Back home again, she entered secondary school. Everything went well. Then it alternated between going all right and going badly. Then it got worse and worse. She began to imagine vile things, and the fantasies flared up; she had to fight them so they wouldn’t become reality. In the end, it was Maria who huddled in a corner of the couch, shaking, and after four years, Maria who entered a psychiatric ward.
She had felt so alone. At the hospital there were others like her, and people who understood. Maria recalls a day when she was sitting in the courtyard, trying to distract her obsessive thoughts by rocking back and forth. A nurse was seated beside her. Maria longed to confide in her, and the nurse remained sitting there. Then the thoughts poured out. Maria was terrified of turning into someone who tortured animals. Into a murderer. Into a pyromaniac who set fire to houses and took pleasure in seeing the flames consume everything. She was scared she was transforming into something inhuman. “Maria?” said the nurse. Maria could feel her stroking her cheek. “They’re only thoughts.”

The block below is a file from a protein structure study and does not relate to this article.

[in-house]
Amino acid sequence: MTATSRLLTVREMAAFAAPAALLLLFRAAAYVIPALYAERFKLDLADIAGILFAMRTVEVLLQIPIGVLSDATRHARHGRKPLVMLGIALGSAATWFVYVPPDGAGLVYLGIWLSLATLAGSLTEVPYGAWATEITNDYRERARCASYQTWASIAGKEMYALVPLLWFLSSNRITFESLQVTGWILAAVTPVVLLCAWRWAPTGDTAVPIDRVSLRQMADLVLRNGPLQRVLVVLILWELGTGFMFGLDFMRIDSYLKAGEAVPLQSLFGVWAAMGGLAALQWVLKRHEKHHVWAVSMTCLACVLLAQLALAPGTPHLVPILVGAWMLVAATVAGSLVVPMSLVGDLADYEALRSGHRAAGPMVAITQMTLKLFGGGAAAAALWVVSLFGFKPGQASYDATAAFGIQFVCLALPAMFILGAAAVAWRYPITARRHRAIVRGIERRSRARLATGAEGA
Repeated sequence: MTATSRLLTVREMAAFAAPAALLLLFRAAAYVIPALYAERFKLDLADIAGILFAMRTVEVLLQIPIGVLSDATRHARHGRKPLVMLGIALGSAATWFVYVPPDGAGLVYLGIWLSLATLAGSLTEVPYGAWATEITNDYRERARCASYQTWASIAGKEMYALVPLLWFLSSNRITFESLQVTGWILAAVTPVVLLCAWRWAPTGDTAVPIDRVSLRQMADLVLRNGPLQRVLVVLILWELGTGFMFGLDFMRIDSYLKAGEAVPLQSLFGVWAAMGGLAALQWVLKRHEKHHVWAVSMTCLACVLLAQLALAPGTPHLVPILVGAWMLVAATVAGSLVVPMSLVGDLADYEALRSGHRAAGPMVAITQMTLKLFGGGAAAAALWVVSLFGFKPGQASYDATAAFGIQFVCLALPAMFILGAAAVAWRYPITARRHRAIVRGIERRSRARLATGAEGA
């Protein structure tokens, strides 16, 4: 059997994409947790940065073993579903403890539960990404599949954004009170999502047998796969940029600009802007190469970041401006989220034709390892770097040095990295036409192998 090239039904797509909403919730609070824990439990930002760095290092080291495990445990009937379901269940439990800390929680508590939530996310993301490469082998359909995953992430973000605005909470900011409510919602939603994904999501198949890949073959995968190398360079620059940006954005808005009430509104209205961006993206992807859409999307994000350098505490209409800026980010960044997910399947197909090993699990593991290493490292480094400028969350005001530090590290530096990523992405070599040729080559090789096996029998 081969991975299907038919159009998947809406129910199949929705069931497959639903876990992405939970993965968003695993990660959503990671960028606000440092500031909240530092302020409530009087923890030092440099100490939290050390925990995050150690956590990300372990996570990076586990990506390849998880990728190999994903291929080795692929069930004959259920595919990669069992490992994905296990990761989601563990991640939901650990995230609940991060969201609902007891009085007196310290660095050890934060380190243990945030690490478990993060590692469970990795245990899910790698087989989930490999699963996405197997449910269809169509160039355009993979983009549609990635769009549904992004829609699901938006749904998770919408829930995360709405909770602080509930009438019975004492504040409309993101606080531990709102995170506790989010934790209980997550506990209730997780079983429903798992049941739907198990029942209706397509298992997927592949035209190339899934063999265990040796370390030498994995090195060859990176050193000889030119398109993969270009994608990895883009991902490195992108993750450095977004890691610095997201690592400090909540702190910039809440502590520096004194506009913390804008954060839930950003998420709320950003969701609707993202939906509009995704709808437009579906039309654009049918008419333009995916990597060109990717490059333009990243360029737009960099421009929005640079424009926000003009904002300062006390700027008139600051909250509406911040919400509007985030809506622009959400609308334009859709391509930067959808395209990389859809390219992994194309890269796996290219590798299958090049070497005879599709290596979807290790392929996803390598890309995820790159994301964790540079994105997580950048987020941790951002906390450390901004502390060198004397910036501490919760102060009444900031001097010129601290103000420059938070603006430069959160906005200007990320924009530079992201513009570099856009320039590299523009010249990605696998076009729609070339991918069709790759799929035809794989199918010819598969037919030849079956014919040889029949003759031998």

Maria was diagnosed. She began taking medicine and was discharged to a group home for young adults with mental illness. It would turn out all right.
But when the terrors come, she says, it’s like a fire burning her skin. And the terrors came often. When she resumed her studies, her curling iron wanted to burn the house down. When she bought cigarettes, the petrol station threatened to explode. An evil man lurked in the laundry room of the group home. Maria hid in her room and drew the blinds, and at night she peed in a cup so she wouldn’t have to leave.
Once again, she was admitted to the hospital.
She called him uncle Jan